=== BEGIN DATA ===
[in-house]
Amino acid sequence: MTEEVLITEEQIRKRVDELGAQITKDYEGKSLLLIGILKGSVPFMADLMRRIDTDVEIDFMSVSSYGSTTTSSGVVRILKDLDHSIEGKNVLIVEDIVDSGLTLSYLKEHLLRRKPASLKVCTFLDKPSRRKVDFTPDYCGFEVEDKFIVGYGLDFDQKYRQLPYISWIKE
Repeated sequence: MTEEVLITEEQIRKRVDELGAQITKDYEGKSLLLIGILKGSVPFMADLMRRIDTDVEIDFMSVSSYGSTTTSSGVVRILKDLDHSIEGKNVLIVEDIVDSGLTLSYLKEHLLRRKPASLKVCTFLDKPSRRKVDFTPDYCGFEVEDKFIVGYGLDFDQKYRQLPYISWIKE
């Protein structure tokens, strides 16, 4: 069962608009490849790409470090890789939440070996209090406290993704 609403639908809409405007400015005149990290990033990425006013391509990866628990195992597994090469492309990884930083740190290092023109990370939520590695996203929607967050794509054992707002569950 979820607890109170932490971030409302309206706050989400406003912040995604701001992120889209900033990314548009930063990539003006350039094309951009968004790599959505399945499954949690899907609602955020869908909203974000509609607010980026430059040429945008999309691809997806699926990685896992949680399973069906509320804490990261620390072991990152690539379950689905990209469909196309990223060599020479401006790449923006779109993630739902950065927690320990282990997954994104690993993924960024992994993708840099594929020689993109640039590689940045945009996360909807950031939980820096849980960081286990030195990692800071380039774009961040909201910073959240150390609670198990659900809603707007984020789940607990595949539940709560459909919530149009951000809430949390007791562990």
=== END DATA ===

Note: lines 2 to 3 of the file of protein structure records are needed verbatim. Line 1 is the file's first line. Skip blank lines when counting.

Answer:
Amino acid sequence: MTEEVLITEEQIRKRVDELGAQITKDYEGKSLLLIGILKGSVPFMADLMRRIDTDVEIDFMSVSSYGSTTTSSGVVRILKDLDHSIEGKNVLIVEDIVDSGLTLSYLKEHLLRRKPASLKVCTFLDKPSRRKVDFTPDYCGFEVEDKFIVGYGLDFDQKYRQLPYISWIKE
Repeated sequence: MTEEVLITEEQIRKRVDELGAQITKDYEGKSLLLIGILKGSVPFMADLMRRIDTDVEIDFMSVSSYGSTTTSSGVVRILKDLDHSIEGKNVLIVEDIVDSGLTLSYLKEHLLRRKPASLKVCTFLDKPSRRKVDFTPDYCGFEVEDKFIVGYGLDFDQKYRQLPYISWIKE